Hello tea lovers! I am back from my trip to India and boy, what a trip it was! While visiting my family, I planned a visit to Makaibari Tea Estate, which is situated in the Darjeeling hills of northeastern India. Since 1859, Makaibari has produced noteworthy teas while conserving the rainforest in which it is located and reflecting the wonderful soul of the local community.
My parents and sister accompanied me on this adventure to Makaibari, which began with a twenty-hour train ride from New Delhi to New Jalpaiguri and concluded with a scenic, two hour taxi ride that delivered us to the tea factory. While we were prepared to be housed by village families in rustic conditions, we ended up in two recently-built eco-huts that boasted running water and western-style toilets. However, our interest in our accommodations was quickly overshadowed by our fascination with our beautiful surroundings – there were tea bushes everywhere we looked and the clouds seemed to rest on the hills.
After a quick cup of tea, I took off to meet with the Estate Manager, as I was going to spend time every day working and sharing all that happens to tea from plucking to packing. That evening, I was invited to the reporting meeting that takes place at the end of each day. All of the estate supervisors gathered with the manager and in an old fashioned register book, they recorded all that happened that day, how much tea was plucked, and how many pluckers would be needed the next day.
Over the next five days, I walked through the rainforest seeing several varieties of bamboo, birds, deer, herbal plants, and tea, of course. I worked with the village women to pluck tea, rode on a tractor transporting the weighed tea to the factory. I worked through all of the tea processes at the factory, visited the health clinic, the school, the owners’ bungalow, went sightseeing, to the local market, and so much more. The week just flew by! Though my bones hurt, I was aglow from within.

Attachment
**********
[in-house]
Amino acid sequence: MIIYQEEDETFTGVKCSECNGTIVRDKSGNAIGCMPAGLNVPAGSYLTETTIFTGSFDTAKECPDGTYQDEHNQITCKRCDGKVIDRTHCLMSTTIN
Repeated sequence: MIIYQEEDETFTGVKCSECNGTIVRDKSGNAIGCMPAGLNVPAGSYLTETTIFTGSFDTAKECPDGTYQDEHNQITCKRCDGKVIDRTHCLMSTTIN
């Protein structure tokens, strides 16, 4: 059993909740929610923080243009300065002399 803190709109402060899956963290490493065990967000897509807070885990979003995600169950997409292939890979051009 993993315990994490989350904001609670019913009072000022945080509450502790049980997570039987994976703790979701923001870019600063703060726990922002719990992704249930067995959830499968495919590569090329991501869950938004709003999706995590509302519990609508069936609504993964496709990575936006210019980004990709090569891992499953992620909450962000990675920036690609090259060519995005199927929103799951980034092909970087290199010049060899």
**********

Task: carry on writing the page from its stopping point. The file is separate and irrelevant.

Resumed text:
Sadly, shortly after I returned from India, Makaibari was devastated by Cyclone Aila. Winds with torrential rain approached at over 100 miles per hour. It tunneled into the hills, increasing its speed threefold and destroying anything in its path. The carnage ended 11 hours later, completely devastating the community. Fortunately, no lives were lost at Makaibari, but many in the surrounding area were not so fortunate.
The people of Makaibari – the community that I lived with, talked to, ate with, and worked alongside – were just amazing. My heart goes out to them in this difficult time. Despite the challenges that lie ahead for this community, I am confident that Makaibari will rebuild and its people will continue to produce their lovely tea, which truly captures the spirit of the place.
Upon my return from India, I was inspired to experiment in my kitchen with my new tea and a popular Nepalese dish that I enjoyed during my trip – Momo. Momos are dumplings quite like wontons. They are typically made with chicken, lamb, or vegetables, and are steamed and served with a spicy chili sauce. Here is a recipe that I developed upon my return that marries the food and tea wonderfully. Enjoy!
1 packet round wonton wrappers (this is much simpler than making the dough)
1 pound lean ground meat of choice (chicken, lamb, or pork)
2 to 3 green onions, chopped finely
2 Tbsps cilantro, chopped finely
1 Tbsp minced garlic
1 Tbsp minced ginger
Salt and pepper to taste
4 cups of Darjeeling tea brewed for six to eight minutes (green tea also would work)
Place all of the filling ingredients in a bowl. Season, and let sit in the refrigerator for about half an hour. Take a wonton wrapper and put one teaspoon of the filling in the center. Fold to make a crescent and pleat the edges. Make sure that they are well sealed.
Set up your steaming basket, making sure that the base is oiled so that the Momos will not stick to the bottom. Arrange the Momos and steam them for 10 to 12 minutes. In a soup bowl, place four or five Momos and add in the tea. You may garnish with a slice of lemon and a sprig of cilantro.